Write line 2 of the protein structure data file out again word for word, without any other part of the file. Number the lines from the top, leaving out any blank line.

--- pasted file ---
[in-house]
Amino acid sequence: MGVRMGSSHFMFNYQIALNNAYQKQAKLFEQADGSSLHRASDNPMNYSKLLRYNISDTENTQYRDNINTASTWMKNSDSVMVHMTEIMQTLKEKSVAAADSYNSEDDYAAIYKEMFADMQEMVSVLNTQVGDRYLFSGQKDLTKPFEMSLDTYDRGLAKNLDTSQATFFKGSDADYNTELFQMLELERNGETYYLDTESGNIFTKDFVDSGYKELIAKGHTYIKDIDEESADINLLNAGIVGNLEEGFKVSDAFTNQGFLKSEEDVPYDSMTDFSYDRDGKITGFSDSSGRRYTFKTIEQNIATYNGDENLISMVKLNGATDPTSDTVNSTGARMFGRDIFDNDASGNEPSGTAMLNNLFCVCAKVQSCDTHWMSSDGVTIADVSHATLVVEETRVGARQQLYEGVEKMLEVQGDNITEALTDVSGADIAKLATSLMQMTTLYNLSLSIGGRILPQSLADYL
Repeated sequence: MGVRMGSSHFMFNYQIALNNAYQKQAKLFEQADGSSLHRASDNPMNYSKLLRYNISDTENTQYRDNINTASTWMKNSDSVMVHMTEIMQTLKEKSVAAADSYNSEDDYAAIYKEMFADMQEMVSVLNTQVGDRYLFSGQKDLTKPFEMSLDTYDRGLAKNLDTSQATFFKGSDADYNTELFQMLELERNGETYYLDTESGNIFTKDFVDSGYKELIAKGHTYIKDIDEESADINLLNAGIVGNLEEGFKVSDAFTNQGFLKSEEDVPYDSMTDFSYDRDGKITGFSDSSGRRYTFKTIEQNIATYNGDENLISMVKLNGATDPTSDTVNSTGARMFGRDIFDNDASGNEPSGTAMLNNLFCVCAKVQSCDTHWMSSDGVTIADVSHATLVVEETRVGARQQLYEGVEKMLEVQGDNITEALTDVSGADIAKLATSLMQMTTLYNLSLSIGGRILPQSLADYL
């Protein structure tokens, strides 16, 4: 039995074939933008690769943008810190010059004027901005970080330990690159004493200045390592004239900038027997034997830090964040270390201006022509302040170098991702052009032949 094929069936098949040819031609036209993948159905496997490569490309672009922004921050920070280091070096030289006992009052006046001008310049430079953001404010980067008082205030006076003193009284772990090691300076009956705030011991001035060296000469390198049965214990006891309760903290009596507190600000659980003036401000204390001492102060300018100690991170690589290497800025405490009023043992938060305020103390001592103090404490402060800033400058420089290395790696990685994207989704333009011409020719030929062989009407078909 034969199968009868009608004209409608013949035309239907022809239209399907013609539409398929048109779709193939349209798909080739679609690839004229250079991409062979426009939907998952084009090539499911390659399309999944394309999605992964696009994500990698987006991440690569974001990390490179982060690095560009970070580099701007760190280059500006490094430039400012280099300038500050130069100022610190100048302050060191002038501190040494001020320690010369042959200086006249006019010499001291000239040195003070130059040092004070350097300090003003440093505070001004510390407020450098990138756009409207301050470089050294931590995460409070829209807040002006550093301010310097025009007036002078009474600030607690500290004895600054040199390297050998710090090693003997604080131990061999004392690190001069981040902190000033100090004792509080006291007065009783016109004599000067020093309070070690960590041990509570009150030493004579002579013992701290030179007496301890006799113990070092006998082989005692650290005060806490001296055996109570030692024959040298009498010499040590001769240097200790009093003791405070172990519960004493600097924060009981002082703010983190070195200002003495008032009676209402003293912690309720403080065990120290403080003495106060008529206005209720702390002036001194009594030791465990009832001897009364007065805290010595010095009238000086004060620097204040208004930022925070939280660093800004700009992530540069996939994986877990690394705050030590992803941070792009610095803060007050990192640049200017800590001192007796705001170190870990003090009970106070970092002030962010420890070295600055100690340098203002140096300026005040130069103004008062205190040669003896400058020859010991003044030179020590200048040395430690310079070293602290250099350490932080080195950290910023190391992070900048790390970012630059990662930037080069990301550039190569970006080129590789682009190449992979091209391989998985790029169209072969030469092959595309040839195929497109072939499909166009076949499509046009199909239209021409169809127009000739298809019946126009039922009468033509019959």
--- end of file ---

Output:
Amino acid sequence: MGVRMGSSHFMFNYQIALNNAYQKQAKLFEQADGSSLHRASDNPMNYSKLLRYNISDTENTQYRDNINTASTWMKNSDSVMVHMTEIMQTLKEKSVAAADSYNSEDDYAAIYKEMFADMQEMVSVLNTQVGDRYLFSGQKDLTKPFEMSLDTYDRGLAKNLDTSQATFFKGSDADYNTELFQMLELERNGETYYLDTESGNIFTKDFVDSGYKELIAKGHTYIKDIDEESADINLLNAGIVGNLEEGFKVSDAFTNQGFLKSEEDVPYDSMTDFSYDRDGKITGFSDSSGRRYTFKTIEQNIATYNGDENLISMVKLNGATDPTSDTVNSTGARMFGRDIFDNDASGNEPSGTAMLNNLFCVCAKVQSCDTHWMSSDGVTIADVSHATLVVEETRVGARQQLYEGVEKMLEVQGDNITEALTDVSGADIAKLATSLMQMTTLYNLSLSIGGRILPQSLADYL